The moving narration chronicles his long struggle with substance abuse, life in one of rock's legendary Allman Brothers band and the tragic deaths of his brother, Duane, and the group's bassist Berry Oakley.
Allman, a Rock and Roll Hall of Fame member, sets the record straight about internal bickering in the band, surviving the abyss of cocaine, speed, heroin and alcohol abuse, multiple rehab stays and life with six wives -- including pop superstar Cher.
Allman tells of contracting hepatitis C and having to choose between a liver transplant or a painful and slow
Considering all the years of hard partying, you might wonder how he can remember such details of past events and put them in a memoir. But as he graciously tells us, the book has been in the works for a long time.
Q: What inspired you to write your book, and why do you call it "My Cross to Bear"?Gregg Allman:
I started in 1981, and as for the name of the book, well, it's difficult to name an old hound dog, you know what I mean?
When you have something as important to you as this, I bet I went through a couple of hundred names. Well not really, but seemed like it took that much time.
When I started out, I guess it was between 1974 and 1980. I was the big doubting Thomas in the band.
I never thought we would make enough to pay rent. So I guess I cleared my first million, and I thought "Man this is great. Who could have mail-ordered a better life than this?" So I figured one day I was looking through some old stuff that I had, and I thought, "One of these days I will be an old man in a rocking chair on a porch. Wouldn't it be nice to have my whole life there to read and kind of re-live it?"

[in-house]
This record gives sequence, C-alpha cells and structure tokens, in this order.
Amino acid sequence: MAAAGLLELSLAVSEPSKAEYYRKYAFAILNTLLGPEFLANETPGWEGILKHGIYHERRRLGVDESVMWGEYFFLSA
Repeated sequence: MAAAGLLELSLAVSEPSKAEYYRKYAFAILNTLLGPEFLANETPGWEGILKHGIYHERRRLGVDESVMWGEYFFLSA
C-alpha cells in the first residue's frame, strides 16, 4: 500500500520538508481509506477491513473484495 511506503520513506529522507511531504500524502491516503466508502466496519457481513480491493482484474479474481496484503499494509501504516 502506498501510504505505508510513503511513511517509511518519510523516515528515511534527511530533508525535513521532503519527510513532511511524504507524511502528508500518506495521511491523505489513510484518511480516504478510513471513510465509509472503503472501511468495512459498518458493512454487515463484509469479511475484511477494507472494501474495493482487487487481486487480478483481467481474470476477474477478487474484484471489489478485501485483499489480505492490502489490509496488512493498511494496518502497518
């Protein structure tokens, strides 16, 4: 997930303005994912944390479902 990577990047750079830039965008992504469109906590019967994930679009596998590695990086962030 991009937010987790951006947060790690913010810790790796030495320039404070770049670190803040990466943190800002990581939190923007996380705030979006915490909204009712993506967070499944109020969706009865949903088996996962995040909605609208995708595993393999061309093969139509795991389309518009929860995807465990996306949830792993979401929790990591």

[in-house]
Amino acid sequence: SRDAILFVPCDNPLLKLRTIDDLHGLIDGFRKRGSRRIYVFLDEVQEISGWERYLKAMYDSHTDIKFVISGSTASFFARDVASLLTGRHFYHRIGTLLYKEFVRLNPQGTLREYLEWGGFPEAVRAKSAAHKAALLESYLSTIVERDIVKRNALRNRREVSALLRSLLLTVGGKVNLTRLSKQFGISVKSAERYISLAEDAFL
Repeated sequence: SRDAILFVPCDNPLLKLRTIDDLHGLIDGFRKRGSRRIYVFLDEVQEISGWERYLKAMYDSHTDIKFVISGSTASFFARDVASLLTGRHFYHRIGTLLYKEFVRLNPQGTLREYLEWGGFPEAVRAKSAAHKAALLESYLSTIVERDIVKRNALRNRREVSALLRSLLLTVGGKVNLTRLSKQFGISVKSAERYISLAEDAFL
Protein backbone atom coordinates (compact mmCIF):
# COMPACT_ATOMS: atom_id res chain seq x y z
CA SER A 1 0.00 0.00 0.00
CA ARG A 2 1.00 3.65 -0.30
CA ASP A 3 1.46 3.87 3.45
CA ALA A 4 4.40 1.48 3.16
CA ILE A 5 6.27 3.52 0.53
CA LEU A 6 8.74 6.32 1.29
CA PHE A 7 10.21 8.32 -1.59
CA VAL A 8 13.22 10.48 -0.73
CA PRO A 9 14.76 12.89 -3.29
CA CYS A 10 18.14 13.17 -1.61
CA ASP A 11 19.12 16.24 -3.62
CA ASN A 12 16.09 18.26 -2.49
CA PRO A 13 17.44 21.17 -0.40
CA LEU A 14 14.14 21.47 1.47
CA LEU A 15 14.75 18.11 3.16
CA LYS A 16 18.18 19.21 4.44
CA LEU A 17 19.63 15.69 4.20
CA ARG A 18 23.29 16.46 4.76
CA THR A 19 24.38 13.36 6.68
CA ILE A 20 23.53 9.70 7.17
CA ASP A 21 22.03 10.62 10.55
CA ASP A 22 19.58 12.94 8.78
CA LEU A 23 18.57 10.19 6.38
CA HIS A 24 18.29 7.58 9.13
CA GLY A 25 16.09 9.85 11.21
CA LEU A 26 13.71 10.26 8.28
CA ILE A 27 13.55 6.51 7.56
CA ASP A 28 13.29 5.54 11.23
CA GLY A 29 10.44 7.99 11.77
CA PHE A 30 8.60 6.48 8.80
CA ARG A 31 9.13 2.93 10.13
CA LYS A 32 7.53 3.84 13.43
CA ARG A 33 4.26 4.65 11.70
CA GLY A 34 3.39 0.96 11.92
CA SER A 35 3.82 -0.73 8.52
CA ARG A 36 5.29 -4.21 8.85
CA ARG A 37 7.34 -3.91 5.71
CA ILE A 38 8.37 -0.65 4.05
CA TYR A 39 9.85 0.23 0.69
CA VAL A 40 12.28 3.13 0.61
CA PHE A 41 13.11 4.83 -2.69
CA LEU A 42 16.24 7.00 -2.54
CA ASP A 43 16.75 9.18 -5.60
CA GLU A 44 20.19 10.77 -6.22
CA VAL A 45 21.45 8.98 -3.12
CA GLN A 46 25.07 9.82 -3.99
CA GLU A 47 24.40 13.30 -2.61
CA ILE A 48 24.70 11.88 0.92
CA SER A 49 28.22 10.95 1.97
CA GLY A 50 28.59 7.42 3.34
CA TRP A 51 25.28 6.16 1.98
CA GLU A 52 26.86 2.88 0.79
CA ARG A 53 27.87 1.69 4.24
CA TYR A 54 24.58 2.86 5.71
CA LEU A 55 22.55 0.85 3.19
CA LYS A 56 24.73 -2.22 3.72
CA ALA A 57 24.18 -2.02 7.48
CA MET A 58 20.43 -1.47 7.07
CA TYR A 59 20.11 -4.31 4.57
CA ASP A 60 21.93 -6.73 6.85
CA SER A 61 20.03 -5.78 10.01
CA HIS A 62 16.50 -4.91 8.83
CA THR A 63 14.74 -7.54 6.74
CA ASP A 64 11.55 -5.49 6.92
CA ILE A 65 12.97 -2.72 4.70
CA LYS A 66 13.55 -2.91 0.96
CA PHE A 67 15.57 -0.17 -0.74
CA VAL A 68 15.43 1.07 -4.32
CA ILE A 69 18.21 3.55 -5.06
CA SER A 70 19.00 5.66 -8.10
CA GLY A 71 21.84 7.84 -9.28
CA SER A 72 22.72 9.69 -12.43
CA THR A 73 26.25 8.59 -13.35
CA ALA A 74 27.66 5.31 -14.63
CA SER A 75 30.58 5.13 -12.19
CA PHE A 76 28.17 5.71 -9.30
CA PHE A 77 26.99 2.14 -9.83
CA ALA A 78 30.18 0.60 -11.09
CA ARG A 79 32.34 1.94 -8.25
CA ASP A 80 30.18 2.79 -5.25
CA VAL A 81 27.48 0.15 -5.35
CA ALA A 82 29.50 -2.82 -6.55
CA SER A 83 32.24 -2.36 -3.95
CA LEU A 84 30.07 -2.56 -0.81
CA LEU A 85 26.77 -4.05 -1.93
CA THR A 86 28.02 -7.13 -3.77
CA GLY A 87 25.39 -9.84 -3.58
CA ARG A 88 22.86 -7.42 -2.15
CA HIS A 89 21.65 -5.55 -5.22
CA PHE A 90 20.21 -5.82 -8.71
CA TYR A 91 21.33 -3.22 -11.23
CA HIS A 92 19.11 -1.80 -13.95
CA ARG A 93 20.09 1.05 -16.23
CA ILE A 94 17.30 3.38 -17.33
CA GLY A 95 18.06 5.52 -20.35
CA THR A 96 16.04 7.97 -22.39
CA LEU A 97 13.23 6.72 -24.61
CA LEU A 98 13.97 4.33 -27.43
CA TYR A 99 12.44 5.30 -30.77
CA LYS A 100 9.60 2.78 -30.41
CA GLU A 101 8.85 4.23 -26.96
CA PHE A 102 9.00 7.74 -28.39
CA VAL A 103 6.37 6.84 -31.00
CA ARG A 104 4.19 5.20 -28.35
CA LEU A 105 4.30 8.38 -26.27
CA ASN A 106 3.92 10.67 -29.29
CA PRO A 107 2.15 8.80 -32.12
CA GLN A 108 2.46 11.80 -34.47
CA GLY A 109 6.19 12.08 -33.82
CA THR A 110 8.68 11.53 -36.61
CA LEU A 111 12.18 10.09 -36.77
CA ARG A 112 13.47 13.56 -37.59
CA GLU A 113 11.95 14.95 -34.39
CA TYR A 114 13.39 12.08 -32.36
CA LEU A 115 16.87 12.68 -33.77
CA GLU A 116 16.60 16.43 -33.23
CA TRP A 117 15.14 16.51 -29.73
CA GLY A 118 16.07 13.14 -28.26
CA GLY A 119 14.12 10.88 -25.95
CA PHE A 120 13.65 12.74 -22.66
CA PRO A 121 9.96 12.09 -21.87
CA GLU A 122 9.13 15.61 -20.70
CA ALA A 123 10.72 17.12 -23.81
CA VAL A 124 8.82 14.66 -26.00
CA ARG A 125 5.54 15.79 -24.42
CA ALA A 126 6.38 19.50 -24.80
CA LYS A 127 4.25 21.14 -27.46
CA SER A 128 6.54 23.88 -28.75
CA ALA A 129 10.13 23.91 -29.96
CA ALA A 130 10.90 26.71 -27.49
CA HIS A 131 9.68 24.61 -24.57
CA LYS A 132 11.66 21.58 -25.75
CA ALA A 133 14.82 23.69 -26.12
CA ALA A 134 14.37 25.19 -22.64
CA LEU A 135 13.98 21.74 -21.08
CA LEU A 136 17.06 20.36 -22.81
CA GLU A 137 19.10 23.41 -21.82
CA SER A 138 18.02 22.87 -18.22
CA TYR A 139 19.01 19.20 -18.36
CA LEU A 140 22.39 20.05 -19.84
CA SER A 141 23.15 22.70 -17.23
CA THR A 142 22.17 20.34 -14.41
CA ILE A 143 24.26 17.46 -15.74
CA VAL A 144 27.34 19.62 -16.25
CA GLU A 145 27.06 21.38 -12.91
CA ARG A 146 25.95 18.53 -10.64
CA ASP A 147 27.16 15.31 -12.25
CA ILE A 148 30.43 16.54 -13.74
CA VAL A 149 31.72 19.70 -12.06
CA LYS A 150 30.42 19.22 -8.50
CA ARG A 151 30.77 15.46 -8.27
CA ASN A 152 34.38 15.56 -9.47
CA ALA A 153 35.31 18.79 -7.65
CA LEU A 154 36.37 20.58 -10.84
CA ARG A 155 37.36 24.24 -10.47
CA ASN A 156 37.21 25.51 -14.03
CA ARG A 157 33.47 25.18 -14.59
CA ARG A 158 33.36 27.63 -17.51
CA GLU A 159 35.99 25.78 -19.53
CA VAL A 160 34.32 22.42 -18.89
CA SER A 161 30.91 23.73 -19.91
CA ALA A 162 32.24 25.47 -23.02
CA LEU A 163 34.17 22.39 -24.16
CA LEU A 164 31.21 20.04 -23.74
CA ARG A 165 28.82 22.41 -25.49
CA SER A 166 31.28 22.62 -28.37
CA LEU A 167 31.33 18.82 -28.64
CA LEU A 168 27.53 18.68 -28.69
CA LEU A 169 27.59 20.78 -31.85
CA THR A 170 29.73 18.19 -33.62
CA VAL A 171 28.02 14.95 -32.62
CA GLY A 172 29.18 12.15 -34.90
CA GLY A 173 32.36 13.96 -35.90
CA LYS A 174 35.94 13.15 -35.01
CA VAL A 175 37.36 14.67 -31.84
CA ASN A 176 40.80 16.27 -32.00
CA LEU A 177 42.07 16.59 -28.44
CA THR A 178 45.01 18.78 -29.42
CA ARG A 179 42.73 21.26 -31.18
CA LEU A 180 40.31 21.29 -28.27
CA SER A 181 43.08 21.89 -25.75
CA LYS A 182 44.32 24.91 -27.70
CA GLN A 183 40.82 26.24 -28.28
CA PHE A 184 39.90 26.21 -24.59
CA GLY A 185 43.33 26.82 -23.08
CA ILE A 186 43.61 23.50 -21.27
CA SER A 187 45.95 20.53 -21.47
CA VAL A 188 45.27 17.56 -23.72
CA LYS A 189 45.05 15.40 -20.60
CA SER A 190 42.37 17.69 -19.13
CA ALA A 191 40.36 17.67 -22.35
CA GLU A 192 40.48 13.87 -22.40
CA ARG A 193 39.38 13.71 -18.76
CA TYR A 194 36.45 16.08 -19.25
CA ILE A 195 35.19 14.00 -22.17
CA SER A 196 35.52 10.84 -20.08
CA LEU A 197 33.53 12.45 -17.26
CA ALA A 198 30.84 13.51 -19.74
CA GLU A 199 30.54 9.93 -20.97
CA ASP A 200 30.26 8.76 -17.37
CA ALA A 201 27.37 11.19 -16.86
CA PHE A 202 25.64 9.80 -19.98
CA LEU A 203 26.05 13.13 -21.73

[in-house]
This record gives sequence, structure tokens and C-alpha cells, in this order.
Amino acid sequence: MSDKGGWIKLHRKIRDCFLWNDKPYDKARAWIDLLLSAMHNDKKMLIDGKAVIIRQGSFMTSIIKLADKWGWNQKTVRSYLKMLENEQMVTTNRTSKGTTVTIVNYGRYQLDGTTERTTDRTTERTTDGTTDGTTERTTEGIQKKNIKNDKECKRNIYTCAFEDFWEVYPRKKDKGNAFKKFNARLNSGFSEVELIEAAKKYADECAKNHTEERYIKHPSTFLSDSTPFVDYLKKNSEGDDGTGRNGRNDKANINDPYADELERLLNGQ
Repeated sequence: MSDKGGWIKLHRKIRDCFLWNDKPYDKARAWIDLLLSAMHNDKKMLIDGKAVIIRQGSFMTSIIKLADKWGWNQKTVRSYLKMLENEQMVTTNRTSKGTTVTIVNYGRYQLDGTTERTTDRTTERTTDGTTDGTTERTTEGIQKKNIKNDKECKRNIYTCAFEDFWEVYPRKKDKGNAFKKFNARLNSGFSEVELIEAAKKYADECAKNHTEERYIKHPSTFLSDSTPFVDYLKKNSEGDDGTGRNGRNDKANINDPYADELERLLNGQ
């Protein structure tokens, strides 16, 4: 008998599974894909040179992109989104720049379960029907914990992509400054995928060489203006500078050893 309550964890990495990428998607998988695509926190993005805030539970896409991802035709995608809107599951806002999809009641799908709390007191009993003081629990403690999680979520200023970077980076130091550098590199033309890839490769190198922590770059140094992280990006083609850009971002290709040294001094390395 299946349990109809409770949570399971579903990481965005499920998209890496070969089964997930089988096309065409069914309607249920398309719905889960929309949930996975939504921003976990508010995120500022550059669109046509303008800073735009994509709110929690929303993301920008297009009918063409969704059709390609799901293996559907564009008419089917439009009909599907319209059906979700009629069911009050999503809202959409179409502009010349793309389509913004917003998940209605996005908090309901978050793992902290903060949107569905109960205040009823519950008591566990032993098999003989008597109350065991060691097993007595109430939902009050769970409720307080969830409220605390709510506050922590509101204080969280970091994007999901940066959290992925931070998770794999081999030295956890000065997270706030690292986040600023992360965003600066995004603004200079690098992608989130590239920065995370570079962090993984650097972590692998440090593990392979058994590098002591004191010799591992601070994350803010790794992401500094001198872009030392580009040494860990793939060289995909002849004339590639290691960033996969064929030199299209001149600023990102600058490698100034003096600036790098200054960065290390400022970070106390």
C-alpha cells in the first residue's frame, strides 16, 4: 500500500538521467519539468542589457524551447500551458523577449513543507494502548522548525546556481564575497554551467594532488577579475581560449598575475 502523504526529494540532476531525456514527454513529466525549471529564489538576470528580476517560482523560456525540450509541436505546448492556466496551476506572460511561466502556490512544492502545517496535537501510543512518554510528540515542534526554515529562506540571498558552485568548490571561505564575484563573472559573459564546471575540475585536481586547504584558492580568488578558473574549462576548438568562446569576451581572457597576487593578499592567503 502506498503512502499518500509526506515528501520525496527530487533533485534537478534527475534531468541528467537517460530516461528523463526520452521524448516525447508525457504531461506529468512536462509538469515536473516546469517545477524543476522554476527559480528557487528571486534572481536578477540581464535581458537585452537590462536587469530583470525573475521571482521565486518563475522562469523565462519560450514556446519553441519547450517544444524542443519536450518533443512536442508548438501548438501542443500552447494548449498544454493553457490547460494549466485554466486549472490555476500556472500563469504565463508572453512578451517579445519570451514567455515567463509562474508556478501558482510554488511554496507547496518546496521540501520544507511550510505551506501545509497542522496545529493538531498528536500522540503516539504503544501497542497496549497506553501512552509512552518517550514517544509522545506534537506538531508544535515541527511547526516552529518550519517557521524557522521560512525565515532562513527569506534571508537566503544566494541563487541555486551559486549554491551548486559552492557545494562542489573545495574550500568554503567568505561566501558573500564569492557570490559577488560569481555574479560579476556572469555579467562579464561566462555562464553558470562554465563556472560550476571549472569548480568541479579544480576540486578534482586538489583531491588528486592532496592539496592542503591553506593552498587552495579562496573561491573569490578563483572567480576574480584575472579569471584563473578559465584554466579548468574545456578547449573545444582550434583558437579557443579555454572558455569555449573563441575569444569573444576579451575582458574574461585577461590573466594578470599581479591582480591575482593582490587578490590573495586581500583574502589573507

So I started writing
Q: So he kept a journal for you, sort of?Gregg Allman:
No, no, no, it's changed now. He started coming over to my house every Thursday evening. And we would sit there, and the object of it was to get at least one hour on tape. He was also a real gadget freak, so he had this newfangled digital
An attorney could not have done it better. So long story short, I wound up with 67 pounds of cassette tapes, and they were 90 minutes, 45 on each side. So I had me a mess of stuff. I kind of put it down for awhile, and I got real busy and all.
When I met my new manager, Michael Leeman, I said, "I want to show you something" one day. They were for the most part labeled and everything. And as for the guy who brought the recorder and everything, I found he was stealing from the band, and I had to fire him. Anyway, not until I got all that information down. My manager listened to it and said, "Do you mind if I take a couple of these chapters-- a friend of mine will look at it." And he came back and he said, "Man, they loved it." So that's how it happened.
Q: When your brother Duane died, did you consider disbanding the Allman Brothers?Gregg Allman:
I didn't. Well at first when something like that happens, your brain, I don't know if their is some kind of watchdog circuit that kicks in or something. I don't know, it's just this weird place you go to. The only time we seemed to be happy is when we were all together. So I decided to take a certain amount of time, all of us, to grieve, and then by God, get back to work. And so it was, I said, "Listen, from my perspective if we don't start doing what we love and start picking up our passion, we're gonna lose it man." And if we lost that then we've lost everything.
I tried my damnedest. I didn't want to see it go. But we had to wait a certain amount of time before things even started to feel normal again, and I thought that would take forever. And then when I thought everything was getting OK, then we had another one right behind it (the death of bassist Berry Oakley) . It was rough -- it was a rough thing to get through, but it made us all better people.